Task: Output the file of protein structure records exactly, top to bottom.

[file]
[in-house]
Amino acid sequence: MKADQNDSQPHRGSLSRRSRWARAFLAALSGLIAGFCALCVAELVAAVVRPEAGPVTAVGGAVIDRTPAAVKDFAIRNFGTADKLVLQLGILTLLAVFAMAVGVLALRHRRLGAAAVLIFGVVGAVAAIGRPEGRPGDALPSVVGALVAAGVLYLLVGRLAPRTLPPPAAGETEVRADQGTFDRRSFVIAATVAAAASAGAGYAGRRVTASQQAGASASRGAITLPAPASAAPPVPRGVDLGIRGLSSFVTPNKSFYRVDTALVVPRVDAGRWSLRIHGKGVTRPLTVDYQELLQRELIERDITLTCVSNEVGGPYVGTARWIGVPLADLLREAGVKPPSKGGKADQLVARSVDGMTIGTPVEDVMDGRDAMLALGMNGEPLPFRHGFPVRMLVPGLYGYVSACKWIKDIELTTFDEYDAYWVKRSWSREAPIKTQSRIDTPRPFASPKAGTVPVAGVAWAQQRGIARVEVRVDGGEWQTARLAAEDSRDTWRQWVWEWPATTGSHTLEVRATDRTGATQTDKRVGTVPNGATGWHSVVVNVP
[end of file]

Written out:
[in-house]
Amino acid sequence: MKADQNDSQPHRGSLSRRSRWARAFLAALSGLIAGFCALCVAELVAAVVRPEAGPVTAVGGAVIDRTPAAVKDFAIRNFGTADKLVLQLGILTLLAVFAMAVGVLALRHRRLGAAAVLIFGVVGAVAAIGRPEGRPGDALPSVVGALVAAGVLYLLVGRLAPRTLPPPAAGETEVRADQGTFDRRSFVIAATVAAAASAGAGYAGRRVTASQQAGASASRGAITLPAPASAAPPVPRGVDLGIRGLSSFVTPNKSFYRVDTALVVPRVDAGRWSLRIHGKGVTRPLTVDYQELLQRELIERDITLTCVSNEVGGPYVGTARWIGVPLADLLREAGVKPPSKGGKADQLVARSVDGMTIGTPVEDVMDGRDAMLALGMNGEPLPFRHGFPVRMLVPGLYGYVSACKWIKDIELTTFDEYDAYWVKRSWSREAPIKTQSRIDTPRPFASPKAGTVPVAGVAWAQQRGIARVEVRVDGGEWQTARLAAEDSRDTWRQWVWEWPATTGSHTLEVRATDRTGATQTDKRVGTVPNGATGWHSVVVNVP